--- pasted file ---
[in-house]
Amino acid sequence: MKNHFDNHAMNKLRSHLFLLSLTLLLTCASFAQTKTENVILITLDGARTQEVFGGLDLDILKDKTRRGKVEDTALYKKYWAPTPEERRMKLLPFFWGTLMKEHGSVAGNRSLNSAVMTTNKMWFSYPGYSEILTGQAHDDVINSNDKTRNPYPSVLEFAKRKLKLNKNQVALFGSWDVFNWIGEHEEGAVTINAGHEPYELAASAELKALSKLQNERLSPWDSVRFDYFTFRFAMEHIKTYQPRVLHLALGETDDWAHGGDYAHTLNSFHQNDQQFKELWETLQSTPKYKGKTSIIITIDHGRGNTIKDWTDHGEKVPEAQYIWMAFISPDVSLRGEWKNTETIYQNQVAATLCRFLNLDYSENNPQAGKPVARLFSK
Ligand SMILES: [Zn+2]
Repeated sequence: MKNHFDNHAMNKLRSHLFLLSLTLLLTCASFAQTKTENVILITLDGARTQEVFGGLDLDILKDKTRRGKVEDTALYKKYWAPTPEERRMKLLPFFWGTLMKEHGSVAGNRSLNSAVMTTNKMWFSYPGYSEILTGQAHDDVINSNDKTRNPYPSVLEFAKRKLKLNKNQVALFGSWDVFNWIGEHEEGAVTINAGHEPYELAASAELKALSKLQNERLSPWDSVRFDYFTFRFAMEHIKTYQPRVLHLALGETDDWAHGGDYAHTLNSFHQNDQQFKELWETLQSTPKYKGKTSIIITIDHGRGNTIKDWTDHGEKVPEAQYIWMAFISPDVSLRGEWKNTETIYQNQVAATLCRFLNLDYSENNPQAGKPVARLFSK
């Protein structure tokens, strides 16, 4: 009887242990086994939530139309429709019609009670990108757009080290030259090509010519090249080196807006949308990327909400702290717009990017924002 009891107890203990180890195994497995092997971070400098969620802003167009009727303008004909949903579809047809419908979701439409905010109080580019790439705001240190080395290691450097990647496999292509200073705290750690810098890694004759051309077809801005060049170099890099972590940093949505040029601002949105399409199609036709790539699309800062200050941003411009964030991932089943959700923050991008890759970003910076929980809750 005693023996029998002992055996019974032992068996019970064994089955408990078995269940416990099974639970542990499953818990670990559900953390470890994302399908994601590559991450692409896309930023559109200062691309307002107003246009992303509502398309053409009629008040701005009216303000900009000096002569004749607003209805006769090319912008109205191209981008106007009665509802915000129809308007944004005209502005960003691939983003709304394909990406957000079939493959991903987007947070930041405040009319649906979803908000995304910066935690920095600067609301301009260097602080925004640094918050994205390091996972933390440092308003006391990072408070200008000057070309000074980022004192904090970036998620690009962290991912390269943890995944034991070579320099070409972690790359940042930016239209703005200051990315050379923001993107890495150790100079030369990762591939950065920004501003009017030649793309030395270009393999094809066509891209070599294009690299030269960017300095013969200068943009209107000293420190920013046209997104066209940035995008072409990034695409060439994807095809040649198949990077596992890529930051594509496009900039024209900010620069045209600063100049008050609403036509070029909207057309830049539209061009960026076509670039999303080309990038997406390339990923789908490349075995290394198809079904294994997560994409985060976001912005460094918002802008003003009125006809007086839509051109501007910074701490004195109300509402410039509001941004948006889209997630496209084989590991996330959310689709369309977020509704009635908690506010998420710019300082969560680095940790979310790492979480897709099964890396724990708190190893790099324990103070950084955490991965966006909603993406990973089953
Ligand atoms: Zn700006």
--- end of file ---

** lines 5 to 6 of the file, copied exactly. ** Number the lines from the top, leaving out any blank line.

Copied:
């Protein structure tokens, strides 16, 4: 009887242990086994939530139309429709019609009670990108757009080290030259090509010519090249080196807006949308990327909400702290717009990017924002 009891107890203990180890195994497995092997971070400098969620802003167009009727303008004909949903579809047809419908979701439409905010109080580019790439705001240190080395290691450097990647496999292509200073705290750690810098890694004759051309077809801005060049170099890099972590940093949505040029601002949105399409199609036709790539699309800062200050941003411009964030991932089943959700923050991008890759970003910076929980809750 005693023996029998002992055996019974032992068996019970064994089955408990078995269940416990099974639970542990499953818990670990559900953390470890994302399908994601590559991450692409896309930023559109200062691309307002107003246009992303509502398309053409009629008040701005009216303000900009000096002569004749607003209805006769090319912008109205191209981008106007009665509802915000129809308007944004005209502005960003691939983003709304394909990406957000079939493959991903987007947070930041405040009319649906979803908000995304910066935690920095600067609301301009260097602080925004640094918050994205390091996972933390440092308003006391990072408070200008000057070309000074980022004192904090970036998620690009962290991912390269943890995944034991070579320099070409972690790359940042930016239209703005200051990315050379923001993107890495150790100079030369990762591939950065920004501003009017030649793309030395270009393999094809066509891209070599294009690299030269960017300095013969200068943009209107000293420190920013046209997104066209940035995008072409990034695409060439994807095809040649198949990077596992890529930051594509496009900039024209900010620069045209600063100049008050609403036509070029909207057309830049539209061009960026076509670039999303080309990038997406390339990923789908490349075995290394198809079904294994997560994409985060976001912005460094918002802008003003009125006809007086839509051109501007910074701490004195109300509402410039509001941004948006889209997630496209084989590991996330959310689709369309977020509704009635908690506010998420710019300082969560680095940790979310790492979480897709099964890396724990708190190893790099324990103070950084955490991965966006909603993406990973089953
Ligand atoms: Zn700006």